You might know the music of Moondog and the track ‘Birds Lament’ as it was sampled by Mr Scruff on ‘Get a move on’. Well if you love Moondog and fancy a trip to London then the forthcoming gig at the Barbican will be a total treat -> See below for the details.
From the Barbican ->
A glimpse into the world of iconic blind American composer Moondog (1916-1999), whose music has influenced a generation of artists, from Philip Glass and Steve Reich to Charlie Parker, and later devotees like Mouse On Mars, Anthony Hegarty, Damon Albarn and Elvis Costello.
An extraordinary range of guests from the worlds of classical, pop, electronic and avant-garde music bring the music of iconic blind American composer Moondog – Louis Thomas Hardin(1916-1999) to life in an amazing one-off concert event .
The Britten Sinfonia with Andi Toma (Mouse On Mars), perform music from Moondog (1969) and Elpmas (1992) and previously unheard material. Plus London Saxophonic with pianist Liam Noble and percussionist Paul Clarvis explore Moondog’s joyful brass and sax arrangements.
In addition, a specially–assembled Moondog All-Star Choir including Gruff Rhys and Bunf (Super Furry Animals), Lightspeed Champion, Pictish Trail and Adem will provide vocals.
Pre-show FreeStage set from composer Max de Wardener and percussionist Tom Skinner exploring the canonical music from the 1970 Moondog 2 album .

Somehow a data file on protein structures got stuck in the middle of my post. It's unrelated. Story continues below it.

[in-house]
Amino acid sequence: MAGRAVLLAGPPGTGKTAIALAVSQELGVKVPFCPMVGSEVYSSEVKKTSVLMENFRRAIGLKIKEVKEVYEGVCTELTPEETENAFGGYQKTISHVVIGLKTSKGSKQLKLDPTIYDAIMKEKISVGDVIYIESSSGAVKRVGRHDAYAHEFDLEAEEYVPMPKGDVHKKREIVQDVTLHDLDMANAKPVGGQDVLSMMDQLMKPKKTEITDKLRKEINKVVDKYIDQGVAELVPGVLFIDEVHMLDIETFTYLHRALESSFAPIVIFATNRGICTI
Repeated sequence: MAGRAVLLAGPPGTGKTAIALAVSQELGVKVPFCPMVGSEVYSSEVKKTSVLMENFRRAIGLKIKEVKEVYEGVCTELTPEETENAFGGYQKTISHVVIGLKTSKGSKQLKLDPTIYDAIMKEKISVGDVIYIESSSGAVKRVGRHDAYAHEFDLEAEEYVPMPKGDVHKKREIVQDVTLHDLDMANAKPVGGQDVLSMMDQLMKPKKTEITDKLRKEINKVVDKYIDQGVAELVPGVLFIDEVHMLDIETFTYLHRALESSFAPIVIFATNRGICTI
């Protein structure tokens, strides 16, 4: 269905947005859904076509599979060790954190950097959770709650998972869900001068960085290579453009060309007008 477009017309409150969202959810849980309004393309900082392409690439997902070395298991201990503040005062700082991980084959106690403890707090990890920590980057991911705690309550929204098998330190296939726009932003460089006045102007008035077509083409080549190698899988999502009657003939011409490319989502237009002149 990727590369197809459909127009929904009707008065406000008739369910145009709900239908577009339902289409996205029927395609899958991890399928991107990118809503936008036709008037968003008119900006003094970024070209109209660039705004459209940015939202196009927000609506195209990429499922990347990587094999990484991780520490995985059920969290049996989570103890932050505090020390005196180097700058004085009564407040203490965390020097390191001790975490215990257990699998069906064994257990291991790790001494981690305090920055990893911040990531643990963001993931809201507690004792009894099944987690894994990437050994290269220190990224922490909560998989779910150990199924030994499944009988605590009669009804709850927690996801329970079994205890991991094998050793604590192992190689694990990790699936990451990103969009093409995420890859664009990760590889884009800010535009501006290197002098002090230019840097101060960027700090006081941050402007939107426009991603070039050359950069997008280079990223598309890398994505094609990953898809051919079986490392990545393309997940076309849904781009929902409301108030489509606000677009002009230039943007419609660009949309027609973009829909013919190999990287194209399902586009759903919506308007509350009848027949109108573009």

Interval ClubStage DJ set from Caribou.
Post-show ClubStage live performance from Domino Records stalwarts Clinic and DJ set from Kieran Hebden (Four Tet) mixing sounds from all kinds of genres and crosses any musical borders he can find.
In a companion event, Moondog Around Midnight takes place in the beautiful setting of the church of St Giles Cripplegate at 11.30pm on the same evening with US organist Paul Jordan and Moondog percussion disciple Stefan Lakatos. Tickets are at a 50% discount for main concert ticket holders.
‘Moondog was as recognisable in the NewYork City landscape as the Empire State Building.’ New York Times
‘Wonderful music: strange, jaunty, sad, eerie, virtuosic, maddeningly catchy.’ The Independent
Spotted this story by the excellent Waxidermy music site. If your into music/records – start weeping.
Working on a fashion shoot and when we arrived I discover the location we rented for the day belonged to the gentleman who owns Oswald’s Mill Audio.
The house is a museum of vintage tube equipment (the 200w 5 channel “Fantasound” set-up used in the ’40s performances of Fantasia; Pultecs; Telefunken V72; Ampex tape machines from the ’50s, an old RCA lathe used for acetate transfers of radio shows). The tour of the house ended in his workshop where all his turntables, speakers and amps (retail and prototype) reside. So fucking crazy.